EXTERNAL NAME MyNamespace.[MyNamespace.CSV]
      –EXTERNAL NAME SQLAssemblyName.[C#NameSpace”.C#ClassName].C#MethodName
  7. Your user defined aggregate function should be ready for use now: run the following script: (the function works correctly with GROUP BY, but does provide any ORDER BY capability within the CSV)
    • SELECT dbo.CSV(MyColumn, ‘,’)
      FROM MyTable
  8. If you need to remove the SQL assembly reference and the user defined aggregate function, run the following script:
      DROP ASSEMBLY MyNamespace

I recently created a custom error pages feature that was scoped to “WebApplication”. I ran the STSADM “addsolution” command then went to Central Administration -> System Settings -> Manage farm solutions -> mySolution.wsp -> Deploy Solution. I noticed that the “Deploy To?” value was set to “This solution deploys globally.” and no configurable options were given. In order to get a list of web application options in the “Deploy To?” setting, I had to add a SafeControl to the package manifest of the solution, in Visual Studio. It was a really simple fix. Here is what I did:

  1. Open your solution in Visual Studio
  2. Solution Explorer -> Package -> (double click) Package.package
  3. Click the “Manifest” button near the bottom of the Package.package window
  4. Click the “+” button next to “Edit Options” to expand the manifest template area
  5. Click the “(Open in XML Editor)” link
  6. Here is what my Package.Template.xml contained before modifications:
    <?xml version=”1.0″ encoding=”utf-8″?>
    <Solution xmlns=”http://schemas.microsoft.com/sharepoint/”>
  7. Here is what my Package.Template.xml contained after modifying and saving (be sure to change “mySolution.dll“):
    <?xml version=”1.0″ encoding=”utf-8″?>
    <Solution xmlns=”http://schemas.microsoft.com/sharepoint/”>
    <Assembly Location=”mySolution.dll” DeploymentTarget=”GlobalAssemblyCache”>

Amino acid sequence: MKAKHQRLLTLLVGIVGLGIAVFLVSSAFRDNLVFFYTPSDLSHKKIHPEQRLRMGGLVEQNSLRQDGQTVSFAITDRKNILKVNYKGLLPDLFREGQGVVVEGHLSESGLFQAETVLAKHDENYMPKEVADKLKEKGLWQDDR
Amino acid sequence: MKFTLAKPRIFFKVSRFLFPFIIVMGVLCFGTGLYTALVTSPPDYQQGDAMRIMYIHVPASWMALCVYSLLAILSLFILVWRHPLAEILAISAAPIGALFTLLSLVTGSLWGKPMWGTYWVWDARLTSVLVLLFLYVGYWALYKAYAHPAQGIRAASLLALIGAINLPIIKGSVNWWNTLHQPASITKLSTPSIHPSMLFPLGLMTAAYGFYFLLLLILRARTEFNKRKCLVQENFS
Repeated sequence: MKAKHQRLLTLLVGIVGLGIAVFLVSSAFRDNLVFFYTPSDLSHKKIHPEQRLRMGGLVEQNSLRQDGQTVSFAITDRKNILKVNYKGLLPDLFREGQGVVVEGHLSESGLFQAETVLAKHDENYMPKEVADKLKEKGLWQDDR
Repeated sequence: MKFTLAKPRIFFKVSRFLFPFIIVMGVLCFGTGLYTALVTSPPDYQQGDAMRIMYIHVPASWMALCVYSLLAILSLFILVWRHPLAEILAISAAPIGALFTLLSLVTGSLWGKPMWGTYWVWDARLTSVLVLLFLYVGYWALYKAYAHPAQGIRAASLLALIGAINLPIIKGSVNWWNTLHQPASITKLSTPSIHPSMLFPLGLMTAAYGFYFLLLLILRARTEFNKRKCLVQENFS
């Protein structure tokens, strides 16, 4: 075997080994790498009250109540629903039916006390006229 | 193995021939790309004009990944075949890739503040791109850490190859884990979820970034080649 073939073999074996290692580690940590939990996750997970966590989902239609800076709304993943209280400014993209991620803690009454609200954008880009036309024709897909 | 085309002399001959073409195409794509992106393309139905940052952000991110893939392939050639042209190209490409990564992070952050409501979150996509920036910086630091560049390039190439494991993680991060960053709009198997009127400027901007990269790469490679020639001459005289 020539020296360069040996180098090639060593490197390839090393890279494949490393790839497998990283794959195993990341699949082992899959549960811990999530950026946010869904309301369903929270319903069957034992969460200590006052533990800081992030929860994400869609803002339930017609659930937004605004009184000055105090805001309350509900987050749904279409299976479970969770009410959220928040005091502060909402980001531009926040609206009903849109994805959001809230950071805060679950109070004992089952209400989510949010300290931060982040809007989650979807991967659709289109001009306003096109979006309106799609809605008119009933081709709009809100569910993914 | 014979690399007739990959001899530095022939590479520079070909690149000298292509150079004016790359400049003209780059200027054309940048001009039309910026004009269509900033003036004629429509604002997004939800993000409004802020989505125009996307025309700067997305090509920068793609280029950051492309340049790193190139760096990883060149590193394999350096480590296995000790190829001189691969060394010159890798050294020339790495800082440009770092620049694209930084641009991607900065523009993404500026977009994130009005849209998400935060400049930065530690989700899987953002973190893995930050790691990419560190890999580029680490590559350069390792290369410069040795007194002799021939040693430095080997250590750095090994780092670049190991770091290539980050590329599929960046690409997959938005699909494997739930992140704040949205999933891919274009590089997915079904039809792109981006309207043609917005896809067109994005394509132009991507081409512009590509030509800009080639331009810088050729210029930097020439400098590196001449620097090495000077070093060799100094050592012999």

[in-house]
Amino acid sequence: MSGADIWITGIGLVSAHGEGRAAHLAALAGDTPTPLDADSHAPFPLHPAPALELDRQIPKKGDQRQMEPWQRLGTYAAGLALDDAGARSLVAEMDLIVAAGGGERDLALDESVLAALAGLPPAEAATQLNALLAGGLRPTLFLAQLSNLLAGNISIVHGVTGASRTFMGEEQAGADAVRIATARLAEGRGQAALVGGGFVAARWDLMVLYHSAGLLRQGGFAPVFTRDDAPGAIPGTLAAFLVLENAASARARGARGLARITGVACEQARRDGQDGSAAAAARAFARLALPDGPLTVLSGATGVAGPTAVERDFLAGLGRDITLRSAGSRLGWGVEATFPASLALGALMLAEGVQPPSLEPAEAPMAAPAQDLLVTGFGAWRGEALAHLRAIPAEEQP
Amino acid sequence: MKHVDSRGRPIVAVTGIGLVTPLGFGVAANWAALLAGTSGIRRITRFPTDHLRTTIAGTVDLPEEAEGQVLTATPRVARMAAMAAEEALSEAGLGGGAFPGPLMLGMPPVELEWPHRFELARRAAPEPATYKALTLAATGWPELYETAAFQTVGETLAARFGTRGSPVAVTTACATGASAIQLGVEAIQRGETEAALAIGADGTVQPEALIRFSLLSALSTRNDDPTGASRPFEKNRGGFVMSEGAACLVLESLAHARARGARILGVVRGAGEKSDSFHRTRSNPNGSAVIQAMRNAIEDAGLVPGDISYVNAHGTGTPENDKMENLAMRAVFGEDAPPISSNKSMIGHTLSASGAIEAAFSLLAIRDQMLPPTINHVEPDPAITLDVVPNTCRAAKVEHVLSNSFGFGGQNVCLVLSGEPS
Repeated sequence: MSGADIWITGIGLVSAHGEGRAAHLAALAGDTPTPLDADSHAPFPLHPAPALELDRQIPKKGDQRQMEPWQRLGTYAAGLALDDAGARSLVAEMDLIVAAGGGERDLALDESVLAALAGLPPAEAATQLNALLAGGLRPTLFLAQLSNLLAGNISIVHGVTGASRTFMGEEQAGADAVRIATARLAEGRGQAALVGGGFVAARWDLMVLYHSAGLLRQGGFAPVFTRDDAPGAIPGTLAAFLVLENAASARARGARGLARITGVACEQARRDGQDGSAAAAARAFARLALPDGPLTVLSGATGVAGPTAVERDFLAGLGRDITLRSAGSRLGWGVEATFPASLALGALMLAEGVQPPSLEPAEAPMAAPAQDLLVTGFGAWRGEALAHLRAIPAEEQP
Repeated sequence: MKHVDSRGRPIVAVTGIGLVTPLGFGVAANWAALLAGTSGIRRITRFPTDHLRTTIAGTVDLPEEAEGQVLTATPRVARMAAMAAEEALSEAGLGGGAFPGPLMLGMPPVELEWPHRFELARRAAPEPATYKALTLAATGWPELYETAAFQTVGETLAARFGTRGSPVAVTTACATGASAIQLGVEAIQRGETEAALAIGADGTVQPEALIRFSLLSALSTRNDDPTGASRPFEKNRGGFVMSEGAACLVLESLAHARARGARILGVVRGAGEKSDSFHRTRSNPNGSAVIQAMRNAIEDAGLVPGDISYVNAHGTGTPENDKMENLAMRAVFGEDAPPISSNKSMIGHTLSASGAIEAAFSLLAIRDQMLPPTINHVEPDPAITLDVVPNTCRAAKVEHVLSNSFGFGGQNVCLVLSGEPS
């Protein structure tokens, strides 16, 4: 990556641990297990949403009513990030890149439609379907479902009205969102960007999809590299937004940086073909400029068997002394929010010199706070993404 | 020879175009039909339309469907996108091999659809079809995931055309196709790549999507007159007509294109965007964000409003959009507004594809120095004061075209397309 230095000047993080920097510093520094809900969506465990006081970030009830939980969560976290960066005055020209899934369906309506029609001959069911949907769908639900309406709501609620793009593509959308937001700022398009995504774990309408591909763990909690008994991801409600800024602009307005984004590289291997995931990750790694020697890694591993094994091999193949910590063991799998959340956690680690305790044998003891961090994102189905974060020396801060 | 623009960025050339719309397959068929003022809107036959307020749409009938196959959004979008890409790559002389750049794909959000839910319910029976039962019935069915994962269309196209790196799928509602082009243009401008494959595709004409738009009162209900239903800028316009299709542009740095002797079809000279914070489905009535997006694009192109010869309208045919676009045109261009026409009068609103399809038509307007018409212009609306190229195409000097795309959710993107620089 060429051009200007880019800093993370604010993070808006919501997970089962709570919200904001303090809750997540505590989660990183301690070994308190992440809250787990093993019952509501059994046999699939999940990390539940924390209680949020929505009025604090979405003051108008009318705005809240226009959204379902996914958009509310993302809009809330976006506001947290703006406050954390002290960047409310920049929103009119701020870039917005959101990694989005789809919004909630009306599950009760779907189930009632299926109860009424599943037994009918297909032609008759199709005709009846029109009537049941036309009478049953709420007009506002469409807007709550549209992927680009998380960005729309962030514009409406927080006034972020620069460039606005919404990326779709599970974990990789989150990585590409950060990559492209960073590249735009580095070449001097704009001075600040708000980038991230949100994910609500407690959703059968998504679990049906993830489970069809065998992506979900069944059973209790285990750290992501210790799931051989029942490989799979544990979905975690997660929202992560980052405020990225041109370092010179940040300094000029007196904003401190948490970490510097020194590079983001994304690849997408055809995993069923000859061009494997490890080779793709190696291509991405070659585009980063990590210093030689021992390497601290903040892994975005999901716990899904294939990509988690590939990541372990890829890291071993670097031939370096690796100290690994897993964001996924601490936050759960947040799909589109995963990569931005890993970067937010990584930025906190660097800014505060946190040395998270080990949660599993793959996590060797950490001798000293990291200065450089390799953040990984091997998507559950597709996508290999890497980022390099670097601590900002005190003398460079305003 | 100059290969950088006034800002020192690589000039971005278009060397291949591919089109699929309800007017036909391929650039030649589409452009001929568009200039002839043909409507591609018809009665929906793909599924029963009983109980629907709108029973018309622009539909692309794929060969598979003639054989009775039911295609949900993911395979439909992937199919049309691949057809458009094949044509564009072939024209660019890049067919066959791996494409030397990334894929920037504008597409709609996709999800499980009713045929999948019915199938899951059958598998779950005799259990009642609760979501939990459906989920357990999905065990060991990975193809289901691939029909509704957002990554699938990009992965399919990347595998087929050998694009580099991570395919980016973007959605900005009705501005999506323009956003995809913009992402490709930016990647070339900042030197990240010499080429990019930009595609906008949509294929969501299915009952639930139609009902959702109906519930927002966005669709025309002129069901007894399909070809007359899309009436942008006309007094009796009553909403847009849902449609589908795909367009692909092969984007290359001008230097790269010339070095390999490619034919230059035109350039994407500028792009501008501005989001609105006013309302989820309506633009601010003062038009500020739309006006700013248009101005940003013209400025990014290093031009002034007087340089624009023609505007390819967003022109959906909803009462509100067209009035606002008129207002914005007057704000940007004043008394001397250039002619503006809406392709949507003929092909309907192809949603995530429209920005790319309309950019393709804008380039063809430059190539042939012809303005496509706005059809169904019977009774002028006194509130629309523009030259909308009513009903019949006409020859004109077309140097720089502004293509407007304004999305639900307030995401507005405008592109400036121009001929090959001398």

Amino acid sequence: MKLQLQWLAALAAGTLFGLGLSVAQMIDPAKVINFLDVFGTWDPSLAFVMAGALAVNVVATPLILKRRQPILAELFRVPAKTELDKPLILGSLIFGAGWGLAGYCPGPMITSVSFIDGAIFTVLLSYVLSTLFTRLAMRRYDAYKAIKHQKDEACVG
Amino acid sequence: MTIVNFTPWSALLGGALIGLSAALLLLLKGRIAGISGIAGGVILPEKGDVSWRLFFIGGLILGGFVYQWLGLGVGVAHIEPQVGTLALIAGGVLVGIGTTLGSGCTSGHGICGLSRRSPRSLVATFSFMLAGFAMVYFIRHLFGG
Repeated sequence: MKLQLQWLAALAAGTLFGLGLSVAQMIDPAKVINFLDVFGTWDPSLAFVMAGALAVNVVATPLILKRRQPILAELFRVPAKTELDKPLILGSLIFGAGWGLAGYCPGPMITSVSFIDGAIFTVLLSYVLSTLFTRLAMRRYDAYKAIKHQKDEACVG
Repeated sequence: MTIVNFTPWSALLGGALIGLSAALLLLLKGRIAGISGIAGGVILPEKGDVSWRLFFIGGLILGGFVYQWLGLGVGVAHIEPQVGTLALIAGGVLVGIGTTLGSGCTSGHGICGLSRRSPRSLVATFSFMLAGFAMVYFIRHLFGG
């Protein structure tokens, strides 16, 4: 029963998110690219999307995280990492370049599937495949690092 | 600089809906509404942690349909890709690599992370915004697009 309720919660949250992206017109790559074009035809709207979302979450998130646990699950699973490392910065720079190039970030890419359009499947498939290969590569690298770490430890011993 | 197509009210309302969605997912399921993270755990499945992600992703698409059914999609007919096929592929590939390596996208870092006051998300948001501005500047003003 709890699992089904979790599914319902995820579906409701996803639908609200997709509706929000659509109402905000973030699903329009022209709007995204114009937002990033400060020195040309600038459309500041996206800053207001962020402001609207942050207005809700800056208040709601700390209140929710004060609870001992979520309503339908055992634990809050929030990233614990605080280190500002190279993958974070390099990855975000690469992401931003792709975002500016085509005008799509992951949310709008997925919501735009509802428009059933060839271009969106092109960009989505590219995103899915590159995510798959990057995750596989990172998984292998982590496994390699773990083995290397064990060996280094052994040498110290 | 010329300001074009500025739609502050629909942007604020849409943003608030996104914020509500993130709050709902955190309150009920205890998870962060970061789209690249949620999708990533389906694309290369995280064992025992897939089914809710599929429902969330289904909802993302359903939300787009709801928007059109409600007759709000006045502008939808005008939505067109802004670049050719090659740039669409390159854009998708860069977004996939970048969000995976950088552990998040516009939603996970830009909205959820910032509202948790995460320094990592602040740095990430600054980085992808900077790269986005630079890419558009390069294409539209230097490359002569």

<SafeControl Assembly=”$SharePoint.Project.AssemblyFullName$”
    Namespace=”$SharePoint.Project.FileNameWithoutExtension$” TypeName=”*” Safe=”True”></SafeControl>
  8. Then I did a rebuilt the solution (not sure that it was necessary) and I repackaged the solution. This updates the .wsp file.
  9. Make sure the existing “mySolution.wsp” is removed from Central Administration’s farm solutions gallery.
  10. Run the STSADM “addsolution” command for the updated .wsp file
  11. Central Administration -> System Settings -> Manage farm solutions -> mySolution.wsp -> Deploy Solution
  12. In the “Deploy To?” setting, you should now see “Choose a Web application to deploy this solution:” along with a drop down list of web applications to choose from


This is the syntax that I use for insert/update:

    SELECT Column1, Column2, Column3
    FROM Table1
) AS SOURCE ([Table1].Column1, [Table1].Column2, [Table1].Column3)
ON TARGET.Column1 = SOURCE.Column1 AND TARGET.Column2 = SOURCE.Column2
    SET [Table2].Column1 = SOURCE.Column1,
        [Table2].Column2 = SOURCE.Column2,
        [Table2].Column3 = SOURCE.Column3

I’m using SharePoint 2010. Open the “SharePoint 2010 Management Shell” application. Start -> All Programs -> Microsoft SharePoint 2010 Products -> SharePoint 2010 Management Shell. Then enter the following commands:

$web = Get-SPWeb http://MySiteUrl/MySubsiteUrlIfNecessary

$list = $web.lists[“My List Title”]

$list.AllowDeletion = $true




$list.Dispose() does not work for me, but I saw it in an example, so I do it just for good measure.

I was getting an “Property ‘AllowDeletion’ cannot be found on this object; make sure it exists and is settable.” error when I tried $list.AllowDeletion = $true. That was because the list title I used did not exist in the $web that I specified.